Matthew A. Wilson, professor of brain and cognitive sciences at MIT's Picower Institute for Learning and Memory, and postdoctoral associate Daoyun Ji looked at what happens in rats' brains when they dream about the mazes they ran while they were awake.
In a landmark 2001 study, Wilson showed that rats formed complex memories for sequences of events experienced while they were awake, and that these memories were replayed while they slept-perhaps reflecting the animal equivalent of dreaming.
Because these replayed memories were detected in the hippocampus, the memory center of the brain, the researchers were not able to determine whether they were accompanied by the type of sensory experience that we associate with dreams-in particular, the presence of visual imagery.
In the latest experiment, by recording brain activity simultaneously in the hippocampus and the visual cortex, Wilson and Ji demonstrated that replayed memories did, in fact, contain the visual images that were present during the running experience.
"This work brings us closer to an understanding of the nature of animal dreams and gives us important clues as to the role of sleep in processing memories of our past experiences," Wilson said.
By recording the spiking patterns of electrodes in individual neurons in the rats' brains, Wilson is able to compare the activity of the neurons when the animal is awake and asleep. It turns out that neurons activated when the animal experiences an event while awake are reactivated during sleep.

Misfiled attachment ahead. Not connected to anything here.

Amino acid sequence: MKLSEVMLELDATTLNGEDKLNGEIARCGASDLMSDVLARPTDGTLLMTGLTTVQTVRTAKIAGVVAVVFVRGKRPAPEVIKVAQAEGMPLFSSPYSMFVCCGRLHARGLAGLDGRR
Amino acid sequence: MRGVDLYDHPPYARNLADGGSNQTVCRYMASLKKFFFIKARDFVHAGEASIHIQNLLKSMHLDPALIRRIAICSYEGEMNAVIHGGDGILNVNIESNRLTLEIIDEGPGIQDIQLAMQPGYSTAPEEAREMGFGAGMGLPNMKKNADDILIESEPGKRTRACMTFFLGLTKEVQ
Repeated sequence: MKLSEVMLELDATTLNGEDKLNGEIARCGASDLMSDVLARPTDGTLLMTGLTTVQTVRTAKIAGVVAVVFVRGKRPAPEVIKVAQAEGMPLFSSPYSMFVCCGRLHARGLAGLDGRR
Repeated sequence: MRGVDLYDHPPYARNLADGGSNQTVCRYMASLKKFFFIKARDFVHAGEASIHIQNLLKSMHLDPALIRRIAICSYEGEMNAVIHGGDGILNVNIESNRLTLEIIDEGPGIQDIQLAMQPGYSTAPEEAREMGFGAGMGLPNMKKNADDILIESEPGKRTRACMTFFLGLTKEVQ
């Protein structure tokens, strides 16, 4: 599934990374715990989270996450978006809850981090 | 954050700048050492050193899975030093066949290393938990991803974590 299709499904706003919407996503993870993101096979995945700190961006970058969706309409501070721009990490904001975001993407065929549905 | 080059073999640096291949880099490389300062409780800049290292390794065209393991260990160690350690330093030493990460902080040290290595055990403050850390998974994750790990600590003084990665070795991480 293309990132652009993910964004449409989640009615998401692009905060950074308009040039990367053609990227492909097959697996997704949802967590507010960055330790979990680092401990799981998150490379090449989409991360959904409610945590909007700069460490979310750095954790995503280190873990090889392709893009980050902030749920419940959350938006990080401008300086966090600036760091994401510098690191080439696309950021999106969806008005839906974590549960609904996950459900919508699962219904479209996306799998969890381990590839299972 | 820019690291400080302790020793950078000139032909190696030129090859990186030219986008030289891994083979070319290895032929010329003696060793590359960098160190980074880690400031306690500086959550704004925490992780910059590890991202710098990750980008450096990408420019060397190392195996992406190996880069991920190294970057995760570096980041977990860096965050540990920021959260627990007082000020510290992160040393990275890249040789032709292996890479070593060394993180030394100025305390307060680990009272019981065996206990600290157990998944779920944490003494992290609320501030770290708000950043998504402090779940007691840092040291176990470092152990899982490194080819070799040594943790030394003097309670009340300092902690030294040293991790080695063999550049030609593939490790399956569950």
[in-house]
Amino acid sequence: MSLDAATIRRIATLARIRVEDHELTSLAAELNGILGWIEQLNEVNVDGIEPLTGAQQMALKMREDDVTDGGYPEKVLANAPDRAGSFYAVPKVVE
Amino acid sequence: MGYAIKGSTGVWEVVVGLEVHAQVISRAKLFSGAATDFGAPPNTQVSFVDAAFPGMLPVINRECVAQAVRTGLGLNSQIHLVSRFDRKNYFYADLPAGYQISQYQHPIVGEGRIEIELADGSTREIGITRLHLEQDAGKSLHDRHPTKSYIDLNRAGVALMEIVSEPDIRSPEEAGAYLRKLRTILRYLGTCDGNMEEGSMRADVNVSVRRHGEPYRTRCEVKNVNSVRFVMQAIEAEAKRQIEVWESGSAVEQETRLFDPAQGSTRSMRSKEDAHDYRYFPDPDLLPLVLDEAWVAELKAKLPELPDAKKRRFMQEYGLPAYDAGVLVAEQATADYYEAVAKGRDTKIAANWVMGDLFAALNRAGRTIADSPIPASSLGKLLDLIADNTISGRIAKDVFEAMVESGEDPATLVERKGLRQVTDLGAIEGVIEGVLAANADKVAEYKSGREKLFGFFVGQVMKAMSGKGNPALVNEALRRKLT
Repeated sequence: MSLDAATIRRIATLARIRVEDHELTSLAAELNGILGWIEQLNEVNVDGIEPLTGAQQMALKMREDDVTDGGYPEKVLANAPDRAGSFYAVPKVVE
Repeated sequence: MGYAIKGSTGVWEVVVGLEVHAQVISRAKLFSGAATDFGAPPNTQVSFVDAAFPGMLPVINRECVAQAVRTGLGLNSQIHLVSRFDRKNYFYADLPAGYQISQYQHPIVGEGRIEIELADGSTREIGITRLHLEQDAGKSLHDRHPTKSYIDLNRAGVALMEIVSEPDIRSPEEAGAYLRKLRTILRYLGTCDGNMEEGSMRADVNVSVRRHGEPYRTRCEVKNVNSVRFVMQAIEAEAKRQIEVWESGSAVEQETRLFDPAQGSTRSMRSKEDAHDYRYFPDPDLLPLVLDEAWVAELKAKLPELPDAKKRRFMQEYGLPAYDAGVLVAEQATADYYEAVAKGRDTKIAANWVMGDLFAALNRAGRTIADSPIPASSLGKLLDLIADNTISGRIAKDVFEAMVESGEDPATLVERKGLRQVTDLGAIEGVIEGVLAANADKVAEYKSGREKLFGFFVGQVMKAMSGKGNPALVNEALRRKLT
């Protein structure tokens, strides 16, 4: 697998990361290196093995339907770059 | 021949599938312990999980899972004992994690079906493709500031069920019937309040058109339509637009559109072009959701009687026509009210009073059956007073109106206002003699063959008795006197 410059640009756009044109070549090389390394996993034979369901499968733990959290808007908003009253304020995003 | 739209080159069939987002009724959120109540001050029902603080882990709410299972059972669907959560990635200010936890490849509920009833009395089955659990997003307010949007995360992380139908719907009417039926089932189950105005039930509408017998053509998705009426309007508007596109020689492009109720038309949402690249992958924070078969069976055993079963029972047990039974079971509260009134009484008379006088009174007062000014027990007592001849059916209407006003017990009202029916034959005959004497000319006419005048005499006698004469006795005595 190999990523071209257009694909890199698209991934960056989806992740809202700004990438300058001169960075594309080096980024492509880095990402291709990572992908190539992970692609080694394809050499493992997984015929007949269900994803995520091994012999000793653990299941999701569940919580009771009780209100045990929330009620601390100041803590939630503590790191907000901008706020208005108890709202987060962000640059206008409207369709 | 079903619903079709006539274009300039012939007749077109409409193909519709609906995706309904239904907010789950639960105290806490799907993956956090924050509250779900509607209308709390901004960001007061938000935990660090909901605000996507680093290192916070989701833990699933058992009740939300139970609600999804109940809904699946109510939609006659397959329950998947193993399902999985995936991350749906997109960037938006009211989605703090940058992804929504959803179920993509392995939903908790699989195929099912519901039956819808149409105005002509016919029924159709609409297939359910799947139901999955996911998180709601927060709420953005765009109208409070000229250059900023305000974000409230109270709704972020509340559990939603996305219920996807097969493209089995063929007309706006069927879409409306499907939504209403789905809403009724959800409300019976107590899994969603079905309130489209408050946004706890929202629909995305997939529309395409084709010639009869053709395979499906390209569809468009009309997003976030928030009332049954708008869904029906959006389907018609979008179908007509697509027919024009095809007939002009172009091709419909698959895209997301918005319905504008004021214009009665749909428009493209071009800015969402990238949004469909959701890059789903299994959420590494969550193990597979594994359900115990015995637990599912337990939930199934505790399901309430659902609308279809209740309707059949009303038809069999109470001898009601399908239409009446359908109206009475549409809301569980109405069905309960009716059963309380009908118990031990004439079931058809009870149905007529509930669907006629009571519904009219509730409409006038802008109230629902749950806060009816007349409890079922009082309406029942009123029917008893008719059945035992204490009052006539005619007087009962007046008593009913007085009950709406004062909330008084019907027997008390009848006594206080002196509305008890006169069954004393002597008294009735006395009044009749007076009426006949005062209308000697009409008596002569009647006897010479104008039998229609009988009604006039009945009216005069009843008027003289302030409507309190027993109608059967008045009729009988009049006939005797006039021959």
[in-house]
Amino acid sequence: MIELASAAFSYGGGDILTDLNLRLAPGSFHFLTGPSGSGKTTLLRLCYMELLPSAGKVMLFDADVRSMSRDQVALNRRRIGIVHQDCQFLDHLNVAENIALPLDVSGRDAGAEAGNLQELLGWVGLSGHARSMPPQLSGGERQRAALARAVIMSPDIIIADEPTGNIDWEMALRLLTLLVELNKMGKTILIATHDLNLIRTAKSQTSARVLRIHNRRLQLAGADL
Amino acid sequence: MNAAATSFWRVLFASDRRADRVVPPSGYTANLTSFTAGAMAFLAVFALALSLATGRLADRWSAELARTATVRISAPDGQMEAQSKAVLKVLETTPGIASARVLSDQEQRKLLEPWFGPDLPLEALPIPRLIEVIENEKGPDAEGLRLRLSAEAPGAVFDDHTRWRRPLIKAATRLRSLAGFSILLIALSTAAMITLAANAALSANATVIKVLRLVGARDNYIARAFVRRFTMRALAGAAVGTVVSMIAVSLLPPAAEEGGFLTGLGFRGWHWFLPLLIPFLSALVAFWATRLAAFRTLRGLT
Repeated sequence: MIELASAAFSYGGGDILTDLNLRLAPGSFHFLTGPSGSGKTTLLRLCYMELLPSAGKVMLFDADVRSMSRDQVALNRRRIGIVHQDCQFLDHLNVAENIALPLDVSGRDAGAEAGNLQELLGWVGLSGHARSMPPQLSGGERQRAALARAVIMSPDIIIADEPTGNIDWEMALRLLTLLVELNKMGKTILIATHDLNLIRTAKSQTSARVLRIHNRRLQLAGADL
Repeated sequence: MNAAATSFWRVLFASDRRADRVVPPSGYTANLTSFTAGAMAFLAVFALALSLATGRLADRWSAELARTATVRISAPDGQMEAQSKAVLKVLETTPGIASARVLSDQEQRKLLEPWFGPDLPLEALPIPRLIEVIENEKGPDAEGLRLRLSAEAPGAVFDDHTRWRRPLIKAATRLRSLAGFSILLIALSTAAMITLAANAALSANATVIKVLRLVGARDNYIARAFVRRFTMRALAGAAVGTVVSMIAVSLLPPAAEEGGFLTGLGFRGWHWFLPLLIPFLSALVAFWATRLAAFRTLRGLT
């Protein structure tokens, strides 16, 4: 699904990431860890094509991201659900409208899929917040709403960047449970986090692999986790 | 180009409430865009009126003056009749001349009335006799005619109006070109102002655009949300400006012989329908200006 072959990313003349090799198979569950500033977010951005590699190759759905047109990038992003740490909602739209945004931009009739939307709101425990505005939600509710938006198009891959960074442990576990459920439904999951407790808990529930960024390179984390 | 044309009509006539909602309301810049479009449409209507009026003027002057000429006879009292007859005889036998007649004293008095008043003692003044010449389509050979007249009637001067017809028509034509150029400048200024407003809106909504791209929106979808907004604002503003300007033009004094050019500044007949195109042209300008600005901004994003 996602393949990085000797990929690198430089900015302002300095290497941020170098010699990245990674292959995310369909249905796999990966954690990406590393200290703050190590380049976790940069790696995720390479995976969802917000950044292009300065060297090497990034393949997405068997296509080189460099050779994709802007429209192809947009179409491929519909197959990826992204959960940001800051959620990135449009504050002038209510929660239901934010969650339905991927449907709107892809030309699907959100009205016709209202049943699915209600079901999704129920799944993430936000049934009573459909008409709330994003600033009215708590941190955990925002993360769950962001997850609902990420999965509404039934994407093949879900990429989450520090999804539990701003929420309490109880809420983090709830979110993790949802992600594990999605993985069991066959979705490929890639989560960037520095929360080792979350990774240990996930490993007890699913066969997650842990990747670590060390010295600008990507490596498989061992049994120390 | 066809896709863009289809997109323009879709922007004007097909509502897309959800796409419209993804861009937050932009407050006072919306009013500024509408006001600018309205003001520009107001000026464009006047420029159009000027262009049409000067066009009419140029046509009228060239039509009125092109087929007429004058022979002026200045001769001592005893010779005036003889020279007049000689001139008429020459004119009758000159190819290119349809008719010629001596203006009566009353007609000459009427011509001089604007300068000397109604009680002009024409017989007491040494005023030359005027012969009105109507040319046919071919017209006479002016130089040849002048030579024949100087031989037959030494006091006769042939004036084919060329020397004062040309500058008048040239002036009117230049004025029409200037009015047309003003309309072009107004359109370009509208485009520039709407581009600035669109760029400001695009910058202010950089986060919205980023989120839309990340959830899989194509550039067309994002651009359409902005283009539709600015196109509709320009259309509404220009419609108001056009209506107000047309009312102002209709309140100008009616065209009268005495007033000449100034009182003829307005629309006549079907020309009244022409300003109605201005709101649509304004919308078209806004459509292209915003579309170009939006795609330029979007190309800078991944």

In addition, the region of the cortex that processes input from the senses and the hippocampus "talk" to each other during sleep, leading researchers to speculate that this process reinforces and consolidates memories.
But research to date lacked specific evidence that episodic memory-times, places and emotions related to events that make up our life stories-is reinforced in the cortex, the hippocampus or both during sleep.
For the first time, this work shows that the brain is replaying memory events in two locations at once-in the visual cortex and in the hippocampus.
"These results imply simultaneous reactivation of coherent memory traces in the cortex and hippocampus during sleep that may contribute to or reflect the result of the memory consolidation process," Wilson and Ji wrote.
This work is supported by the Brain Science Institute at the Institute of Physical and Chemical Research (RIKEN) in Japan and the National Institutes of Health.
Elizabeth A. Thomson | MIT News Office
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